It's always a bad sign if players in a partnership have to go to the lawyers to clarify responsibilities.
Comment on: Equal access to the NHS: the next step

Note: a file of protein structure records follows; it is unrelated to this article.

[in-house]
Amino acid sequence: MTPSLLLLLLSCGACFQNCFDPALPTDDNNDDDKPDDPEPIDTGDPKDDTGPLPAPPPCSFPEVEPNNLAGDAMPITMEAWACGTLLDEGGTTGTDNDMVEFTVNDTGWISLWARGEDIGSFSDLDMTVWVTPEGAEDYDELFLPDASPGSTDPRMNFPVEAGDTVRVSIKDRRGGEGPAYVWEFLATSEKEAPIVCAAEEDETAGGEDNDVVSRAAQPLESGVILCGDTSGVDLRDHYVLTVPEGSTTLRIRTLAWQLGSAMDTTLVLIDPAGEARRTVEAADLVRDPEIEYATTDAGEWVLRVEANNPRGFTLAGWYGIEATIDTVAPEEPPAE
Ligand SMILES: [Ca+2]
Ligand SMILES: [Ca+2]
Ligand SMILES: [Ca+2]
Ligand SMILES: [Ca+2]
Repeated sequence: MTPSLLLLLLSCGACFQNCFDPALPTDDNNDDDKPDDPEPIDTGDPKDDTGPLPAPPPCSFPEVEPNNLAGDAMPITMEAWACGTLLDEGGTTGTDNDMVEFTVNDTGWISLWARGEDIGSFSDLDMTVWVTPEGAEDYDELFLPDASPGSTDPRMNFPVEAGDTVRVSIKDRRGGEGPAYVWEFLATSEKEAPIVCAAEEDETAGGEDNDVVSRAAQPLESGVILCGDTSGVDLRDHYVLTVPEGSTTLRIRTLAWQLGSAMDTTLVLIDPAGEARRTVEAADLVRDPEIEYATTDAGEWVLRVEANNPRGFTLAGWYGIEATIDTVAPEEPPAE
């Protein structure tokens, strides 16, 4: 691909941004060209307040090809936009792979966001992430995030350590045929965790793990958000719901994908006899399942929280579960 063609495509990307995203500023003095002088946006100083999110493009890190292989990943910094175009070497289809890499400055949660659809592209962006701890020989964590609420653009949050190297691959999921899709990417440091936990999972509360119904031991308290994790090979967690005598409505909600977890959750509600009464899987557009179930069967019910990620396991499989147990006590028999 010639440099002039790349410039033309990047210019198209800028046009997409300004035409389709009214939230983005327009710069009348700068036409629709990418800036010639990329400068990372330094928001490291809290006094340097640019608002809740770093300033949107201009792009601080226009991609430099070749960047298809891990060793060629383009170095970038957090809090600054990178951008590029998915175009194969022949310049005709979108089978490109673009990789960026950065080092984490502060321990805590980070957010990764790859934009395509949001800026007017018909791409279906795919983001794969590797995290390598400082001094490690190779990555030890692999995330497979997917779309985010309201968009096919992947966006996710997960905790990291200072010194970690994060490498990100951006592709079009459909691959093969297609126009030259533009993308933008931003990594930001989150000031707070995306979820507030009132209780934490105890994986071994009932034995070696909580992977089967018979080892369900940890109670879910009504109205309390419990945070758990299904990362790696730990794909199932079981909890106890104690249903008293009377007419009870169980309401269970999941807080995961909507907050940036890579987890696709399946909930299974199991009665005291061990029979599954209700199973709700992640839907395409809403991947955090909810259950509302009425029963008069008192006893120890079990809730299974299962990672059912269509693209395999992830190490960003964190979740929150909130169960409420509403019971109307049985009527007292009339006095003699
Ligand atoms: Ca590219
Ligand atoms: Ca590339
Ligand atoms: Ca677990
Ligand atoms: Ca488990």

For me it is obvious get equality and diversity right and all else follows. If equality and diversity in recruitment is right you will have a workforce that reflects the diverse population you serve. If you recruit people who do not all come from the same background, hold the same beliefs and think in the same way you are more likely to have the creativity and insight to respond to the challenges of providing services to a diverse population. You are more likely to be customer focused if your staff recognise different sections of the community want their needs met in different ways and you are more likely to have people who can think of different ways of meeting needs. Of course this will only be realised if you have managers skilled in managing a diverse workforce. This requires focusing on developing managers' people management skills. It also requires developing a safe working environment - one where staff feel able to challenge and be challenged. If you get equality and diversity right you will have developed your listening skills as an organisation and so you will have the right approach to engaging communities and working in partnership with the voluntary, community and faith sectors. How will you know if you have got equality and diversity right? By monitoring recruitment and service take up, by setting targets based on local population profiles and by service user and citizen satisfaction surveys. Such an approach to equality and diversity promotes a performance management culture. Meeting the really big challenges means radically changing the way people behave in the organisation. It means engaging staff at every level in doing things differently and it requires people to be inspired. Leagues tables have limited motivational appeal, so does saving money. Claiming the customer is king is hard to maintain in the face of hospital closures, cuts in services, removing children from their parents or admitting someone into a psychiatric ward against their wishes. And despite the traditional emphasis on charismatic leadership front line staff don't do it for the chief executive. In fact in the public sector staff tell us in staff surveys they don't trust senior managers, they don't do it for the money, they do it for the people they serve and they do it because they want to make a difference. The challenge is to maintain this public sector ethos when services are contracted out to the private sector or to the “third sector “a cross between the private and voluntary sectors. The challenge is to maintain this sense of commitment to the general good rather than the bottom line. The challenge is to do this at the same time as the public sector is adopting many of the methods and much of the language of business. What better/clearer way of doing this than focussing on fairness because that's what equality and diversity is all about. Fairness in how we recruit people, fairness in how we select people for promotion, fairness in how we treat people at work, fairness in how we allocate scarce resources and fairness in how we provide services. Fairness is relevant, fairness inspires. Of course fairness is a principle and the tricky bit is applying it in the real world but that is the challenge for the organisation; that's what everyone should be working on. For a case study in a large organisation see An Elephant in the room www.blairmcpherson.co.uk